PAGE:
Must Love Dogs by Claire Cook
(Viking, $23.95, PG) ISBN 0-670-03106-2
After the shockingly hilarious first scene of her sophomore novel, I wondered if Claire Cook could keep the momentum going. Fortunately, Must Love Dogs contains at least two other superbly crafted scenes after the opening. In fact, this story of a 40-year old divorcee who decides to re-enter the dating world is full of both grand and modest treasures that make it a fully engaging novel.

After much encouragement from her large Irish family, Sarah Hurlihy answers an personals ad in the local newspaper from an “honest, hopelessly romantic old-fashioned gentleman.” Imagine her surprise when she enters the coffee house to meet her date and discovers her widowed father waiting for her, eager to jump-start his own love life.

Well! After that humiliation (which Sarah’s 2 sisters and 3 brothers find hysterical, must to her mortification), it’s amazing that Sarah is willing to try again. But armed with her brother’s rambunctious Saint Bernard puppy, the erroneously-named Mother Teresa, Sarah agrees to meet the man who answers her own ad seeking someone special who “must love dogs.” Sarah also learns that dates come from unlikely sources, once a woman makes up her mind to get a social life. She’s attracted to the father of one of her students at the trendy preschool where she teaches. She pursues a seemingly charming man she meets outside the coffee house. And the responses to her personals ad pile up on her voice mail…

It’s a miracle that Sarah actually has time to date. Her father’s own dating adventures create an amazing amount of trouble for the Hurlihy family, as do the marital problems of Sarah’s brother and the stormy rebellion of her teenage niece. Her suitors quickly learn that they have to reckon with the entire Hurlihy clan if they’re going to court Sarah. At the same time, Sarah learns that while her relatives can be a burden, they can also provide invaluable insight (sometimes unintentionally) into her quest to sort out her priorities for a strong, long-term relationship.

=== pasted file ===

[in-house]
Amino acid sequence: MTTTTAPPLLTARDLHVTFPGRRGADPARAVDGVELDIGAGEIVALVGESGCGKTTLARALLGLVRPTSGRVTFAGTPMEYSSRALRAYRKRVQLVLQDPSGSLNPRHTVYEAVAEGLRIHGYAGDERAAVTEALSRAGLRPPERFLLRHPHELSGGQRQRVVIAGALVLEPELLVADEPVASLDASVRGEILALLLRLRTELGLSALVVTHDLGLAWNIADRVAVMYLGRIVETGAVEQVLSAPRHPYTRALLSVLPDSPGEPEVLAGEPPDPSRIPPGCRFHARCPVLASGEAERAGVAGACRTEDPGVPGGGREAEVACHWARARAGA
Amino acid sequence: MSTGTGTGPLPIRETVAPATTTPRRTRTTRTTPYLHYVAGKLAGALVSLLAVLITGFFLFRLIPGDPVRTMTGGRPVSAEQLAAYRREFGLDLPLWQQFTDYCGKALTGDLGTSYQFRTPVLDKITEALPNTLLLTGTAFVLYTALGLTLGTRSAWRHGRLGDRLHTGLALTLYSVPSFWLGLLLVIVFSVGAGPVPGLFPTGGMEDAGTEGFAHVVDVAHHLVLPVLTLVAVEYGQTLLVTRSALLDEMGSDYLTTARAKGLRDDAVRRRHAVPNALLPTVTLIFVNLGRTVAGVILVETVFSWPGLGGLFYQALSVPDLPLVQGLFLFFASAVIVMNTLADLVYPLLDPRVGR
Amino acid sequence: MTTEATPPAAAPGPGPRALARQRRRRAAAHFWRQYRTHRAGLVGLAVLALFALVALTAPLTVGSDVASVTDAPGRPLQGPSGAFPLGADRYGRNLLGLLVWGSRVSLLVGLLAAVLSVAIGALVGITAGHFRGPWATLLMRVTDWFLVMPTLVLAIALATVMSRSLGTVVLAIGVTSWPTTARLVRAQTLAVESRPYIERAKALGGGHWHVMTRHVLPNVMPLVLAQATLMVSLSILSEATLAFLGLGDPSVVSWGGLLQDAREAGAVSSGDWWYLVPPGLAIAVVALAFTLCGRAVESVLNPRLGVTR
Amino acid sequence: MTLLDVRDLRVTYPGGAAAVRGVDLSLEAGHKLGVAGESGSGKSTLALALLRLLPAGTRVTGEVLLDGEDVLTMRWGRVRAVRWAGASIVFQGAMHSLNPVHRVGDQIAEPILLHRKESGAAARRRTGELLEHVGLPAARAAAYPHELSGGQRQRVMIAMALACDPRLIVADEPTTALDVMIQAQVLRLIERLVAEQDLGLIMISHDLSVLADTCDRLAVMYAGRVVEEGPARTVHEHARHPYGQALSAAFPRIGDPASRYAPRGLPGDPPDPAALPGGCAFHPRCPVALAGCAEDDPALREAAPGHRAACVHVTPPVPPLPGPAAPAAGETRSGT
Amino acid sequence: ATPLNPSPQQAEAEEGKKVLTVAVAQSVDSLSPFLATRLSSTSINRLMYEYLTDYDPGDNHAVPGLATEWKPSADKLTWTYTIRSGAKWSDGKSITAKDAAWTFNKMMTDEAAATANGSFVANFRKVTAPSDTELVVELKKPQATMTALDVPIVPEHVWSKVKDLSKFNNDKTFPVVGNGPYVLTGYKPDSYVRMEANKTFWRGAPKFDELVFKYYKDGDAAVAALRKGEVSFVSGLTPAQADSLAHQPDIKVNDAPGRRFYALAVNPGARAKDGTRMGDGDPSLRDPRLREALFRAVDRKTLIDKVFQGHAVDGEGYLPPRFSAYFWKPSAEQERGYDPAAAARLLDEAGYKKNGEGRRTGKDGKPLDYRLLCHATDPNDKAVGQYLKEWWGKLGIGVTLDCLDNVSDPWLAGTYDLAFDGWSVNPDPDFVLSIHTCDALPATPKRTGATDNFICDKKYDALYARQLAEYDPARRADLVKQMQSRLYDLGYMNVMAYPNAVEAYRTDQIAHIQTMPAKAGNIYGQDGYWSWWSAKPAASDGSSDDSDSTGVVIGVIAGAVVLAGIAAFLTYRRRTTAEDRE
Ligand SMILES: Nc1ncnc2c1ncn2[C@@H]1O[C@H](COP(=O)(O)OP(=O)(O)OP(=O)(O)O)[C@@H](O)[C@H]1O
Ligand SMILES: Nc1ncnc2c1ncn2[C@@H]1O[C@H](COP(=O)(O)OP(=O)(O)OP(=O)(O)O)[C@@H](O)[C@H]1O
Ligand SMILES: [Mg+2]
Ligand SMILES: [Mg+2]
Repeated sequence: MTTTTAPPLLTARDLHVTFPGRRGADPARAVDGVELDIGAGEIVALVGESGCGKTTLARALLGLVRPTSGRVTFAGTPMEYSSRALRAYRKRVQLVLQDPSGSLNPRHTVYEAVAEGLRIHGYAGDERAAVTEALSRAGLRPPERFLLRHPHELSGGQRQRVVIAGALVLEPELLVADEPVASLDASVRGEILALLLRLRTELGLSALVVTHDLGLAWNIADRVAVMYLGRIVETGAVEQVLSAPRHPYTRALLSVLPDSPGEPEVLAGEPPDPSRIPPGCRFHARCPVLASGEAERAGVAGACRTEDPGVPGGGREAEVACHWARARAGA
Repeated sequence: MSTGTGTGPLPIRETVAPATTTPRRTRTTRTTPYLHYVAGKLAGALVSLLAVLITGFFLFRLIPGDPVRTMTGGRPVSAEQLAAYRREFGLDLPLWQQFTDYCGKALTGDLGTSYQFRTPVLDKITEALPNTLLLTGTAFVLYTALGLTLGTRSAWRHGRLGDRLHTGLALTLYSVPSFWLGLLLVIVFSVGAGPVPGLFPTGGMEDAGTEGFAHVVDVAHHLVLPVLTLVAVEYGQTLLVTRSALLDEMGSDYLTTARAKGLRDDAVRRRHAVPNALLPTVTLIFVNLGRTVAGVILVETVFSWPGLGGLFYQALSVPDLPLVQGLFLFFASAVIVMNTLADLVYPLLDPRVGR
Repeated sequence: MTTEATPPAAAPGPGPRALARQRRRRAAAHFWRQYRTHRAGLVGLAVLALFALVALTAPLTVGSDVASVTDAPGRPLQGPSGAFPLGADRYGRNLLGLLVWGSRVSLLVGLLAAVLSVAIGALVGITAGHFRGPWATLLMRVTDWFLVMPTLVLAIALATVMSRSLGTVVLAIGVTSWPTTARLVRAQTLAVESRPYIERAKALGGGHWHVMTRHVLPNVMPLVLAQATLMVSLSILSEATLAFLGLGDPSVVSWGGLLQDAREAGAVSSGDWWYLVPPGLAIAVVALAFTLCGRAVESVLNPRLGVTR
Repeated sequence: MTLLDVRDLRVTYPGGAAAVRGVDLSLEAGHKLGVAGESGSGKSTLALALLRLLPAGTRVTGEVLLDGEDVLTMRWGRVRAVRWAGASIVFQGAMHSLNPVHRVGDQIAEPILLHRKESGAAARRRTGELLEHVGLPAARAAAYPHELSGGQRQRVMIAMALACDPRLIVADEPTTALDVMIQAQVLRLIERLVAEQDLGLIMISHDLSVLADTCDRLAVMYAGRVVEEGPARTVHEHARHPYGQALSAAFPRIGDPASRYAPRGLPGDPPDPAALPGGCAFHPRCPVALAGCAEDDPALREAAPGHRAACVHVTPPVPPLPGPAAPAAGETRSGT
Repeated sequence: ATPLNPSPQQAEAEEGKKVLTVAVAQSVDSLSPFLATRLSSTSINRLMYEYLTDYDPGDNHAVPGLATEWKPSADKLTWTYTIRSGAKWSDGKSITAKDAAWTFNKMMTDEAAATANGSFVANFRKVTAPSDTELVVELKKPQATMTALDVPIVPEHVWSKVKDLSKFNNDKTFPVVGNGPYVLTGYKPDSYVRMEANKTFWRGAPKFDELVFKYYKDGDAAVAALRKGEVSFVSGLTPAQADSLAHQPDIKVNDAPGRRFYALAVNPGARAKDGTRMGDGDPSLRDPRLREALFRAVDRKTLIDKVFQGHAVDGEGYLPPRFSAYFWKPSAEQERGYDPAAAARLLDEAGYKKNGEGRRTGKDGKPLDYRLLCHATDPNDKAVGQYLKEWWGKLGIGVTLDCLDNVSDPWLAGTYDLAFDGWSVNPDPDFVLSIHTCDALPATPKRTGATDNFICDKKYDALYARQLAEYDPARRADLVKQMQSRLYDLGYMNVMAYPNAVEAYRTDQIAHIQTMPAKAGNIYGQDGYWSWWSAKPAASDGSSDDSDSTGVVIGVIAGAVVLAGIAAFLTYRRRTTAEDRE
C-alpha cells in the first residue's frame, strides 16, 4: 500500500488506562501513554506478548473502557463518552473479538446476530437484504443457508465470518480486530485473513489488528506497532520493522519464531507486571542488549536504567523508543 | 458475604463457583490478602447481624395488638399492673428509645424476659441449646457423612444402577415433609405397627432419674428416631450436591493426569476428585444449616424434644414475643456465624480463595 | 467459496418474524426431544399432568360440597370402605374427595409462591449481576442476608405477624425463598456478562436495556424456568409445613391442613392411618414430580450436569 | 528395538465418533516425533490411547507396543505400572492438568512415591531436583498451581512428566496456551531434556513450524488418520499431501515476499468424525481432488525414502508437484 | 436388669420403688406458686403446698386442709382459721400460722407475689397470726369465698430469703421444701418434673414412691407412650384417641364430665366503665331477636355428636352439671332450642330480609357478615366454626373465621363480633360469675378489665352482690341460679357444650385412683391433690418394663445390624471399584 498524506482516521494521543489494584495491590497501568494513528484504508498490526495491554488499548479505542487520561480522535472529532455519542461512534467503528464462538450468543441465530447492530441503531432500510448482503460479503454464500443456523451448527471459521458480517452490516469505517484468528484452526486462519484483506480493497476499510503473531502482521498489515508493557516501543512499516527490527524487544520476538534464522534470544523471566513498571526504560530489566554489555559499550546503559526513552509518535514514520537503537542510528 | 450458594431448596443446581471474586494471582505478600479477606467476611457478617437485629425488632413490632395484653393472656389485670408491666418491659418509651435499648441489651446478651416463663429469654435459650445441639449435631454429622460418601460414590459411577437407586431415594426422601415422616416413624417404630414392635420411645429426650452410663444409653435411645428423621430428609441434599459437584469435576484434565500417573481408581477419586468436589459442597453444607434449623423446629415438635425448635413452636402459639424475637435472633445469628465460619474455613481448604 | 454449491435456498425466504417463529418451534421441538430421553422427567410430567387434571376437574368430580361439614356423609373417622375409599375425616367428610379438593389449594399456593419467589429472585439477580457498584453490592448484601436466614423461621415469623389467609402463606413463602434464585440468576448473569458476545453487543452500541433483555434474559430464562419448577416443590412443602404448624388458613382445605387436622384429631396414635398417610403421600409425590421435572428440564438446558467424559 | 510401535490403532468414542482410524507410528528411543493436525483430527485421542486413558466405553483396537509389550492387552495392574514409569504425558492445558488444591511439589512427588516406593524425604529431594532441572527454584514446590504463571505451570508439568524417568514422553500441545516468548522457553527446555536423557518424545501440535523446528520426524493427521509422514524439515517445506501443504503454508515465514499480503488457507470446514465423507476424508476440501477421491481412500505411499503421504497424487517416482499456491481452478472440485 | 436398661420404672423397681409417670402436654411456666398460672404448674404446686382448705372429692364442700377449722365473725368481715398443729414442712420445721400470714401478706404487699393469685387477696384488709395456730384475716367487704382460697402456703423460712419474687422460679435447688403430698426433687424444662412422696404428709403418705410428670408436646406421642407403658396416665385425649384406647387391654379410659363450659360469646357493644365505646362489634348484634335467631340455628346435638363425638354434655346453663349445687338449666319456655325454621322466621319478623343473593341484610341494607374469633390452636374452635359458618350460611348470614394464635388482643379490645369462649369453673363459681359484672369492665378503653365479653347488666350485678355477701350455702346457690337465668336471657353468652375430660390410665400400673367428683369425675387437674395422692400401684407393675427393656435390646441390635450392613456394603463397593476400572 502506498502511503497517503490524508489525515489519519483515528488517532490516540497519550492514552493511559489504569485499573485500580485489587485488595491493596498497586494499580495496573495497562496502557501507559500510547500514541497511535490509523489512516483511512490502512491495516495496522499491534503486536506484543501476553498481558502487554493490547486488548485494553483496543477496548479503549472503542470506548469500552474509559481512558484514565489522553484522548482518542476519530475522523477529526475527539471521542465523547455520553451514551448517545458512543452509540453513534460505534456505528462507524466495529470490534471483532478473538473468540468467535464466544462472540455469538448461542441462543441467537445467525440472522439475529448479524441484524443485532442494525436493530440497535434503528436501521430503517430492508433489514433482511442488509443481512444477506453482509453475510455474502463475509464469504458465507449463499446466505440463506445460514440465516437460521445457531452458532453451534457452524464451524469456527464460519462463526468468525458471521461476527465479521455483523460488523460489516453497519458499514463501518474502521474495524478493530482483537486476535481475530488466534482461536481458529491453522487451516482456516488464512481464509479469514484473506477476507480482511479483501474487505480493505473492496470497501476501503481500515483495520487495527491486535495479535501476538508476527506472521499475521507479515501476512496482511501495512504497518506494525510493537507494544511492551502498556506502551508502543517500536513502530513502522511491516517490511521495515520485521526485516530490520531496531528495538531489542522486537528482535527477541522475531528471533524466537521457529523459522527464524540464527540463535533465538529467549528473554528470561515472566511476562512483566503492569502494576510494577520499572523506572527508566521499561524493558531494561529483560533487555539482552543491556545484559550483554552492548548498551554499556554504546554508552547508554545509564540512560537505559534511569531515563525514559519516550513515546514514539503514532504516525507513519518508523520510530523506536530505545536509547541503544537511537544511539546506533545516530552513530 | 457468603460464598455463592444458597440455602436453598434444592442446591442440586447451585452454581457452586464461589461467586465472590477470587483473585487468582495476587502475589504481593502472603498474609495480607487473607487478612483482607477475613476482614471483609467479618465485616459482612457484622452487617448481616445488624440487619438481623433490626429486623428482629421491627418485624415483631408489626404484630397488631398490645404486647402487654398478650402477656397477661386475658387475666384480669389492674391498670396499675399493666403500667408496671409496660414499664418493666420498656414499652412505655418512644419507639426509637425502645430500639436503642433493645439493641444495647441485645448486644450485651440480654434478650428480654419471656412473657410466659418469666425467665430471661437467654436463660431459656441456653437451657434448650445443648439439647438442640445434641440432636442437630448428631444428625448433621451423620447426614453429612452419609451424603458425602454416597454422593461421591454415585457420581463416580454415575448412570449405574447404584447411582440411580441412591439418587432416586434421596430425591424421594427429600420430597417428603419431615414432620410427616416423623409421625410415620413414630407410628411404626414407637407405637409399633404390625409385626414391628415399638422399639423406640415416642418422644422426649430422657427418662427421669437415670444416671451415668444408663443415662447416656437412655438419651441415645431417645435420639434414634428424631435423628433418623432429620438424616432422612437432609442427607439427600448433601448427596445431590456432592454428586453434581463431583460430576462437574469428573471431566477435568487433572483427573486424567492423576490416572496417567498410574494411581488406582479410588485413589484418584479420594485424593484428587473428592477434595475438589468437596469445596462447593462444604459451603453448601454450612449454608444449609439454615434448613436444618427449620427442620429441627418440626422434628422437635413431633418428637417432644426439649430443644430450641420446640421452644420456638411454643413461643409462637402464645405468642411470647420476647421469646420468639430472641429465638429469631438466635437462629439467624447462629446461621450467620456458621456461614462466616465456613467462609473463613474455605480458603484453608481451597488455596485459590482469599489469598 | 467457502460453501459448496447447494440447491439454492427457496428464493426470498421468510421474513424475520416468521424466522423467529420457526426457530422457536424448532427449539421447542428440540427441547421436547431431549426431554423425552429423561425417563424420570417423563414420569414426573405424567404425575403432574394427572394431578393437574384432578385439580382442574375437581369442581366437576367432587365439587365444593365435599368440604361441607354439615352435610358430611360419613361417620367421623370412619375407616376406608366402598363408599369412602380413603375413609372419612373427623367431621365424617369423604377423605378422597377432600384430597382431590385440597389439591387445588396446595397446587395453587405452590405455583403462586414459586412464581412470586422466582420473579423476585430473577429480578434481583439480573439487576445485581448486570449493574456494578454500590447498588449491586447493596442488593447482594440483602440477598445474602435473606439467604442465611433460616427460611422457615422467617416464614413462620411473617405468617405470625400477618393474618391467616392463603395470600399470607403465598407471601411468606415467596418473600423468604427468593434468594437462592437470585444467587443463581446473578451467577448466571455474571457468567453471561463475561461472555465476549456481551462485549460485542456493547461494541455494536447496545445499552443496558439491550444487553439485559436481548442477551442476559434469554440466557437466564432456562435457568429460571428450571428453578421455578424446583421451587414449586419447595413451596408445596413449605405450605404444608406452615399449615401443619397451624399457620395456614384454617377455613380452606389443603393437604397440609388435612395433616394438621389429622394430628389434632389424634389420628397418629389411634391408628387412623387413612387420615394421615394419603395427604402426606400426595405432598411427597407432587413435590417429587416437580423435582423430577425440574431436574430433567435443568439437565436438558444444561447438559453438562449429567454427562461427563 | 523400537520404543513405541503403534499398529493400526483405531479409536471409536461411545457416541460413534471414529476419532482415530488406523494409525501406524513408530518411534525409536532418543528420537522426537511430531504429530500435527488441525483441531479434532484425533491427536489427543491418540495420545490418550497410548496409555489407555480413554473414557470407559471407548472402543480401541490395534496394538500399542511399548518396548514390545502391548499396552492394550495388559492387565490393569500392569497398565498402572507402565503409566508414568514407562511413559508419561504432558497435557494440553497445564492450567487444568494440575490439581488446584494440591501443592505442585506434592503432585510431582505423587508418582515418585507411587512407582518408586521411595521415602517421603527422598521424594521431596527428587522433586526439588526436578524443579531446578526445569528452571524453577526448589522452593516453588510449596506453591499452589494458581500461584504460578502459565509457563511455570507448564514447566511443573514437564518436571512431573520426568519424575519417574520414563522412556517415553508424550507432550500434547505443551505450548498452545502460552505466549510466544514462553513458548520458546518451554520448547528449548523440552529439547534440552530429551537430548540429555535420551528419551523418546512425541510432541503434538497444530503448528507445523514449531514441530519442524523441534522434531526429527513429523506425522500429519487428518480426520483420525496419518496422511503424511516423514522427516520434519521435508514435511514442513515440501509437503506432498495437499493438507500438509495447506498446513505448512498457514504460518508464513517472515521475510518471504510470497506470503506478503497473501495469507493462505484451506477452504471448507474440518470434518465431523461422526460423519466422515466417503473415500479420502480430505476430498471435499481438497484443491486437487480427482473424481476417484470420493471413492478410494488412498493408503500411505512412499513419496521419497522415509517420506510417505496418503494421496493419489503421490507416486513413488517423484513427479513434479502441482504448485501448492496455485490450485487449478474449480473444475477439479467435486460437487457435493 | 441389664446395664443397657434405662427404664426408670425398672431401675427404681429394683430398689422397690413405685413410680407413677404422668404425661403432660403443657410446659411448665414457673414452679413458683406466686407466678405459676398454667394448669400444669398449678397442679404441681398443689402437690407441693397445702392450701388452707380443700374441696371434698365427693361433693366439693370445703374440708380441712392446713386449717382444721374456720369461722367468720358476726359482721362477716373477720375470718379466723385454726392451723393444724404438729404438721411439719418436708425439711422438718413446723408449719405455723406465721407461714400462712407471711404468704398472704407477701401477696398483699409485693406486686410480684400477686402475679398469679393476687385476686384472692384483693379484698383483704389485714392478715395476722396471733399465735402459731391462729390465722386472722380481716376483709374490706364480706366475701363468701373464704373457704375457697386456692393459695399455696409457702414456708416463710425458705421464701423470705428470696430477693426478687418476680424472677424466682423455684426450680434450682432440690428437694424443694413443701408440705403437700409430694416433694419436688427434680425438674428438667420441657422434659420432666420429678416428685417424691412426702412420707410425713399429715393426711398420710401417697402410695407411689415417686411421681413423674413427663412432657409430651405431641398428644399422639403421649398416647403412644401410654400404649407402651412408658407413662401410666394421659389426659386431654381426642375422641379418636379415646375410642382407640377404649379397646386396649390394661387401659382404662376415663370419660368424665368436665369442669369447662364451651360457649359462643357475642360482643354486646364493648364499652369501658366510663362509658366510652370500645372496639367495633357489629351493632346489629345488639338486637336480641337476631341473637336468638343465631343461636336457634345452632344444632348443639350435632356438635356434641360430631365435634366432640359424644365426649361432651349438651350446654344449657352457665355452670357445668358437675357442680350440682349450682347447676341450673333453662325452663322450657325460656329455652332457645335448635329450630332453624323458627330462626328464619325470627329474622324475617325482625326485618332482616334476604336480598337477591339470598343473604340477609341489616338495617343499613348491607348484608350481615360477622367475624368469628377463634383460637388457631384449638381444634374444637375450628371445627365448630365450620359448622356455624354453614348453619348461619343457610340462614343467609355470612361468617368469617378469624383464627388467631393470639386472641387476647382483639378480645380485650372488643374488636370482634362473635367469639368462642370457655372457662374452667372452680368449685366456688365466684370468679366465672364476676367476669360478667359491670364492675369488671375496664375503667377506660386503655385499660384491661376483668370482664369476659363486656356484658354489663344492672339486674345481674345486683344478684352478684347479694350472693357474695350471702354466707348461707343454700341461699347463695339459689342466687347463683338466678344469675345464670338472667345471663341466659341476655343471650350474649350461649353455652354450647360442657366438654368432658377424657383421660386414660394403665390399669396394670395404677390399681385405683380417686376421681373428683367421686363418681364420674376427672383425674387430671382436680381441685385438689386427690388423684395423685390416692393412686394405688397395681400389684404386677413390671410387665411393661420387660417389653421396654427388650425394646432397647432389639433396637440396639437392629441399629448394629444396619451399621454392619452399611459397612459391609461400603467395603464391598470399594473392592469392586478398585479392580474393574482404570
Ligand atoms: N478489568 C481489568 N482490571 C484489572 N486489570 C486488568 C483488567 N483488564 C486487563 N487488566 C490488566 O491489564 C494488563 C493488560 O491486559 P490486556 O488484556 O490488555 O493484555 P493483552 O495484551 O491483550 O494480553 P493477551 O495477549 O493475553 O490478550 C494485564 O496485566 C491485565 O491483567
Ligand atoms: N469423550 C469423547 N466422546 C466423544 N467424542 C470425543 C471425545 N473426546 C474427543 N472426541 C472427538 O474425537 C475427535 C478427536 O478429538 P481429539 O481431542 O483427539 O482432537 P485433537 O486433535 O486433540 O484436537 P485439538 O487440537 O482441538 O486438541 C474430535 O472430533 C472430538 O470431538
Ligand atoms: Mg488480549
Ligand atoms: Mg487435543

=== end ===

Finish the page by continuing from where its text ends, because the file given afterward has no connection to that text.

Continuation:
Sarah is a memorable heroine and narrator, just a shade cynical but hopeful as well. Her attempts at finding a boyfriend come off as a bit desperate but her interactions with her family and students prove her to be a competent, caring woman (even if she does think The Brady Bunch holds the solutions to all of life’s important issues).

The Boston South Shore setting and Irish-Catholic family dynamics feel authentic, no doubt because of the author’s own background. It’s a pleasant surprise to find a family who, despite their quirks, are a close, loving group without too much angst or baggage.

Readers should be warned that Must Love Dogs is no sentimental romance novel. None of the men Sarah dates would be mistaken for Prince Charming, and although she does finally reach a tentative happy ending with one of them, he has his own idiosyncrasies. There are no guarantees of forever, just hope that this is the man with whom she can try to work out a decent relationship.

Full of colorful family, disastrous dates, and of course several dogs of various temperaments, Must Love Dogs is highly recommended. Apparently Cook’s first novel, Ready to Fall, is told entirely through e-mail messages from the heroine to her next-door neighbor. I’m off to the library to find it, with the hope that Claire Cook has more goodies up her sleeve.

--Susan Scribner

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